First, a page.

Amid the strong gains secured in earlier months, departures rose 14.2%, on a year to date basis, compared to a 13.8% increase a year earlier. By region, U.S. departures, which are highest in volume, grew by 15.5%, extending the 13.0% growth recorded in 2018. Conversely, the non-U.S. international component rose by 6.2%, a slowdown from an 18.8% growth a year earlier.

Developments within the hotel market were also tepid for October. Information from The Bahamas Hotel & Tourism Association (BHTA) and the Ministry of Tourism (MOT)--which covers a sample of large hotels in New Providence and Paradise Island--showed a 5.0% falloff in room revenue during the month, despite the 5.9% increase in the average daily room rate (ADR) to $190.39. This was due to a 10.0% decline in room nights sold, with the occupancy rate lower by 4.8 percentage points. In contrast, room revenue expanded by 24.0% during the ten months to October, amid respective gains in room nights sold and the ADR of 21.0% and 8.2%, while the average occupency rate rose by 7.1 percentage points to 68.7%.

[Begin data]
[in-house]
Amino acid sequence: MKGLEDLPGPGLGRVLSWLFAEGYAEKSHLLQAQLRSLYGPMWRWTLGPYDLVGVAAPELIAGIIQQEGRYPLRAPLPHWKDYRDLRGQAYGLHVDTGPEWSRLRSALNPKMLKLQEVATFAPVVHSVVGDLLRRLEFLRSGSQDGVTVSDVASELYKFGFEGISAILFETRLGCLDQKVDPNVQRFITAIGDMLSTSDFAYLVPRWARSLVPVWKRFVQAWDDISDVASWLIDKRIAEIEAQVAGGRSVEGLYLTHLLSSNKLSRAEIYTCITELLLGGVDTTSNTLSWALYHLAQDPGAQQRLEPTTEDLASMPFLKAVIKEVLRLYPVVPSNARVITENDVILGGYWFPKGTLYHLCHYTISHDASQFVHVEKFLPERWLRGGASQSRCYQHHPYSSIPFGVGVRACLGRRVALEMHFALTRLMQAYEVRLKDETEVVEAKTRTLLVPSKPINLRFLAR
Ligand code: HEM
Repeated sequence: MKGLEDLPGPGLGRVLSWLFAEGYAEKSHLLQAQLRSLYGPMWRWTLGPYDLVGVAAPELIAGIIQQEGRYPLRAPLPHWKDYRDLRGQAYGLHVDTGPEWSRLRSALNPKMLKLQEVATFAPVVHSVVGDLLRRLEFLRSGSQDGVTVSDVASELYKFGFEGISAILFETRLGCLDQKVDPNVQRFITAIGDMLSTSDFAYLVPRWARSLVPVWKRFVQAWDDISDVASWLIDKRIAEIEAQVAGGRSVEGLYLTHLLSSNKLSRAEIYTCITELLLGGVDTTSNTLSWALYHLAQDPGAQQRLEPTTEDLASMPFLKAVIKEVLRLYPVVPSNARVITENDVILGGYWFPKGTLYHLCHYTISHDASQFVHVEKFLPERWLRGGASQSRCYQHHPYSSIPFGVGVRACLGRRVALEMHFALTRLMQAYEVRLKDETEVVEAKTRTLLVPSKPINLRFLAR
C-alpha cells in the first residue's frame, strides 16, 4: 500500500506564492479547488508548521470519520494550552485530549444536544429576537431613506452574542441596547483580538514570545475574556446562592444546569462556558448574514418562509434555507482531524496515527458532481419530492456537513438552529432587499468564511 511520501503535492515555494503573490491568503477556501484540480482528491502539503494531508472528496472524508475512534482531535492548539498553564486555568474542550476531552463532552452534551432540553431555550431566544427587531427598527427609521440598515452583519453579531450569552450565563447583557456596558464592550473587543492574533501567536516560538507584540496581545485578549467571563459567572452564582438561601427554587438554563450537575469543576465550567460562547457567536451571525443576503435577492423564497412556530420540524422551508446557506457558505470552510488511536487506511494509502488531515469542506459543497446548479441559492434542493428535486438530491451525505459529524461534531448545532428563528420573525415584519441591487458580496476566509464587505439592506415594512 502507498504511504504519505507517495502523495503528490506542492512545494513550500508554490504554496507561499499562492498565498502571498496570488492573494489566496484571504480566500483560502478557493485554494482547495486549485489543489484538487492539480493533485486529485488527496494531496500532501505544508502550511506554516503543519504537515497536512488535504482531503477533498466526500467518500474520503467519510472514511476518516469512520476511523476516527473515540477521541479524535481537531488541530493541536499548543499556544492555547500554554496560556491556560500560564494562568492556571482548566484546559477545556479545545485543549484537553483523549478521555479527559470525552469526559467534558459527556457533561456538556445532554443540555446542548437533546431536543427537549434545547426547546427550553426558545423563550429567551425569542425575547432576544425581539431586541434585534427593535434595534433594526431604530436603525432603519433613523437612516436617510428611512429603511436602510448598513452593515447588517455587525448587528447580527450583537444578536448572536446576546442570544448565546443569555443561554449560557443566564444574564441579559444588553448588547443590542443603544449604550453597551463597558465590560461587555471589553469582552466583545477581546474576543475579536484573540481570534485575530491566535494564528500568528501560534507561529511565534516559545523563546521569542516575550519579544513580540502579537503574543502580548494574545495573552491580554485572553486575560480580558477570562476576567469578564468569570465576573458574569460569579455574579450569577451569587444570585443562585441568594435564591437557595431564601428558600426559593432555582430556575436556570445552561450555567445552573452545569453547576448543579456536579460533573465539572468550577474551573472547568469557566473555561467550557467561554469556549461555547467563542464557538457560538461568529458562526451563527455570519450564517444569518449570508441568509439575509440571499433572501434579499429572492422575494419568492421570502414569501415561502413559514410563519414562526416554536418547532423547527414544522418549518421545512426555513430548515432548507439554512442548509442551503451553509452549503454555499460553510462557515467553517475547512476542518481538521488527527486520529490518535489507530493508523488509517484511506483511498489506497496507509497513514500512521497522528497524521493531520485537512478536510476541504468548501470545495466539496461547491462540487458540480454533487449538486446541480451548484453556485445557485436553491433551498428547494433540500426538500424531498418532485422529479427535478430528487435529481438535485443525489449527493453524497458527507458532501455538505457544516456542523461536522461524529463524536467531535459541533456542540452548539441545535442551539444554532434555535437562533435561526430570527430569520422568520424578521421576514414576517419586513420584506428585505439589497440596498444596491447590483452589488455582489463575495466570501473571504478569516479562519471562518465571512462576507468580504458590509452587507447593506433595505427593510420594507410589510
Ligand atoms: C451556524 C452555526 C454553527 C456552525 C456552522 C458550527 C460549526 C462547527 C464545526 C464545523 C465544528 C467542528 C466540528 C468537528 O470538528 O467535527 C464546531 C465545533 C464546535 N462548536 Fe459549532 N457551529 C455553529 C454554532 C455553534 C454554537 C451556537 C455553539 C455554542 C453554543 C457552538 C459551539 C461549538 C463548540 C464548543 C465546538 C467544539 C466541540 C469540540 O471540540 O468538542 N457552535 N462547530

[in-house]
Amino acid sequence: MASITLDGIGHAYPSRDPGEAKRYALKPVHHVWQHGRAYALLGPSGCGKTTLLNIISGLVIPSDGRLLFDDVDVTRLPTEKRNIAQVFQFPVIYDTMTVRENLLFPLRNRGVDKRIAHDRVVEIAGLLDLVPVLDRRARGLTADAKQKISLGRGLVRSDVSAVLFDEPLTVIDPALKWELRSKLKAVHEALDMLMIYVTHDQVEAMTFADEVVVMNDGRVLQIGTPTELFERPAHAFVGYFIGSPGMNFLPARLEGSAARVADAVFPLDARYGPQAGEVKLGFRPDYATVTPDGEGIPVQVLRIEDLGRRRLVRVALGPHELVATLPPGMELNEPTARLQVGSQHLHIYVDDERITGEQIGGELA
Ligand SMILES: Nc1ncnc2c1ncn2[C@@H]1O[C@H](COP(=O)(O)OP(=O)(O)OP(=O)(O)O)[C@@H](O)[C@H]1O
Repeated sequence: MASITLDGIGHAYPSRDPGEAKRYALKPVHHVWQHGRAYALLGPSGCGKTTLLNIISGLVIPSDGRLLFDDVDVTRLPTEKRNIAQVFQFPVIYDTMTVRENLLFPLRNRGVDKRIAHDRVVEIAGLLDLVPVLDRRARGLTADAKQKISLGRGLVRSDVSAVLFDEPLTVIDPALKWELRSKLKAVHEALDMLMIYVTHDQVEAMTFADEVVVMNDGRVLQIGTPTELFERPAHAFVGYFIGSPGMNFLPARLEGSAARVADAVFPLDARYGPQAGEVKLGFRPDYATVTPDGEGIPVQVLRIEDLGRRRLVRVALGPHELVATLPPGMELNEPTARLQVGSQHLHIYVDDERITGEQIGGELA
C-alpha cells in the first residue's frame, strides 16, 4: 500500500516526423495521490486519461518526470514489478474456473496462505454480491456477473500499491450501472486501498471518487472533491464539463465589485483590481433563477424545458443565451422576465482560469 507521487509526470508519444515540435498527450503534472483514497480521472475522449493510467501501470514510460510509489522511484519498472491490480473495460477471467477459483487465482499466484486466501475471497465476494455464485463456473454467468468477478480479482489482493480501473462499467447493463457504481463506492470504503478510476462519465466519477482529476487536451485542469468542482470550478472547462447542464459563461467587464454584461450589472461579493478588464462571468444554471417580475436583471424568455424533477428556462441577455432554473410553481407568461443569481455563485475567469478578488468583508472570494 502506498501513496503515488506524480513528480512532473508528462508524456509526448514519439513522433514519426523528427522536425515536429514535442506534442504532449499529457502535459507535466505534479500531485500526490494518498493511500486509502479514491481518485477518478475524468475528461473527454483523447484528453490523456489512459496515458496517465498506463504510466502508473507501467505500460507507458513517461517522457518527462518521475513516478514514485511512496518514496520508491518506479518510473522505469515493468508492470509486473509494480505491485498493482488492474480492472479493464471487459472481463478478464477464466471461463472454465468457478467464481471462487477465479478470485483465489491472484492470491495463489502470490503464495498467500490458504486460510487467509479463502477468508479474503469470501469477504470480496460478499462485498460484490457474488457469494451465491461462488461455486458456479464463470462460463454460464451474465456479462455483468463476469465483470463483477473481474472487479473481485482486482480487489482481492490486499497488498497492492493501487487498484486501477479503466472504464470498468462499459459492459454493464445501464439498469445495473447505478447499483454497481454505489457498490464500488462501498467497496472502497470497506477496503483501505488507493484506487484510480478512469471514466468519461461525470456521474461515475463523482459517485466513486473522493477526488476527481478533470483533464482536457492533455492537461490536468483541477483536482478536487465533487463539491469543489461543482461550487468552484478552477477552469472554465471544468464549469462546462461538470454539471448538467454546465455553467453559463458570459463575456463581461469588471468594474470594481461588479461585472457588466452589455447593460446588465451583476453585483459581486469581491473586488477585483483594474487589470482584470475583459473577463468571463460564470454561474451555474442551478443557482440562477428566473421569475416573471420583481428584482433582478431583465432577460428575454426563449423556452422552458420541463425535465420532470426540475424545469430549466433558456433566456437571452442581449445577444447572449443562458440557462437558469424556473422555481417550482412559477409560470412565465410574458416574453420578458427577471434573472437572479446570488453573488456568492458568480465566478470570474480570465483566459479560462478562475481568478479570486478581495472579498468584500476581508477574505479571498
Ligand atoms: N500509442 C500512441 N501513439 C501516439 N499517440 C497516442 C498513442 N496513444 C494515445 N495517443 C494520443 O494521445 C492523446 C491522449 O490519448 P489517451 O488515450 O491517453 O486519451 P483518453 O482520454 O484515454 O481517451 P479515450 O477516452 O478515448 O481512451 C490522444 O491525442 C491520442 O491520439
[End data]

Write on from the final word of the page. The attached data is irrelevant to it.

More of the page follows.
Data on activity within the short-term rental market revealed that overall output remained positive; however, the recent storm's impact on the affected islands remained evident. In particular, total available listings firmed by 8.9%, relative to October 2018, amid growth in the Exuma and New Providence markets, which partly compensated for the declines in Grand Bahama and Abaco. Likewise, with higher engagements in New Providence and Exuma, total booked listings rose by 32.1% when compared to last year. Against this backdrop, the average daily room rate (ADR) for entire place listings gained 1.3% to $351.27, although the hotel comparable rate fell by 0.5% to $148.25.